yogurt fermented foods

Fermented Foods and Your Gut Health

For thousands of years, people have been using fermentation as a way to preserve foods. Resulting in most countries of the world have their own particular, traditional fermented food.

As well as being a way to preserve foods, when you eat these fermented foods it helps to restore a good balance of the bacteria in your gut.

This means that you will be able to absorb more of the nutrients from the other foods that you eat. Plus you’ll be improving your general health and mental wellbeing.

Fermentation is a system in which foods go through a process where natural bacteria feed on the sugars and starch present in the food to create lactic acid.

As well as preserving the food, this process also produces B vitamins, beneficial enzymes, Omega 3 fatty acids and probiotics – all of which are advantageous if you want to be healthier.

Now, allowing bacteria to form in a sealed jar of food for several weeks may seem counter-intuitive, but trust me, this method really does produce a tasty side dish or even a main meal.

The two main methods of making fermented food are:

Adding yeast to sugar to produce sugar alcohols

Adding lactic-acid based bacteria (Lactobacillus) to dairy products or vegetables to aid in their preservation and increase their good bacteria content.

It’s the second method that is most beneficial for your system – particularly if you suffer from Candida or similar conditions.

Whilst it’s always good to ferment your own foods (that way you’ll always know what went into them) there are many choices available these days in most grocery stores.

However, it pays to be cautious when buying commercially produced fermented foods. Always read the labels as many products have added preservatives, colouring and cheap vinegar that are used instead of the lactobacillus.

This reduces production costs and means the process is much quicker, but also means there are very few good bacteria left in the product. It may taste the same, but has very little health benefit.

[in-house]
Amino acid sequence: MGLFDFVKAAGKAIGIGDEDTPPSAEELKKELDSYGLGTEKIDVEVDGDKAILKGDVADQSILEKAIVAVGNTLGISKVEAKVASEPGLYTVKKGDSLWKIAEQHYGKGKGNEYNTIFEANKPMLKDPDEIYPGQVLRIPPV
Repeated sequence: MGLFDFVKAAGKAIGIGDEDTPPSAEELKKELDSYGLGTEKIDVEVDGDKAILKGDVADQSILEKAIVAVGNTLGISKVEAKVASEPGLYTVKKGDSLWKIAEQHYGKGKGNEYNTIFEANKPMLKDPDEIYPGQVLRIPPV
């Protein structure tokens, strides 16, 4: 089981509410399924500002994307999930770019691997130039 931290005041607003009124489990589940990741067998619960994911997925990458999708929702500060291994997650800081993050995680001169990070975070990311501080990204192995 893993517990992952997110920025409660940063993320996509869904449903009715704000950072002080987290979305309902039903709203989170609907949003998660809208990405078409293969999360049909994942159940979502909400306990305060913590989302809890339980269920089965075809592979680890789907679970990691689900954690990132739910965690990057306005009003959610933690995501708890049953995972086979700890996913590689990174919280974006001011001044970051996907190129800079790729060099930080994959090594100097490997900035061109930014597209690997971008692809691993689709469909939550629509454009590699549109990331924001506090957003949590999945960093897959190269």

Here are some tips for choosing and using fermented foods that will be good for you:

1) Look for “No Added Sugar” on the label
Because of the natural sugars that remain in the food, once it’s fermented there will be some remaining sweetness so there’s no need to add sugar.

2) Check for organic ingredients
Organic ingredients give you the confidence that nothing has been added that shouldn’t be there.
Organic certificates are available for most fermented foods such as Sauerkraut, Kimchi, Kefir, Yoghurt, Pickles, Kombucha and Olives.

3) Check that it’s unpasteurized
Products that have been pasteurized or sterilized will have had all the bacteria content killed – good or bad.
Some manufacturers add bacteria after processing, but they can’t replace the enzymes that would have been produced during the fermentation process.

4) Eat fermented foods with protein and fat rich foods.
Fatty and high protein foods inhibit your natural production of beneficial bacteria in your gut. So by eating a small portion of lactobacillus rich, fermented food at the same time, you’ll be helping to offset this.

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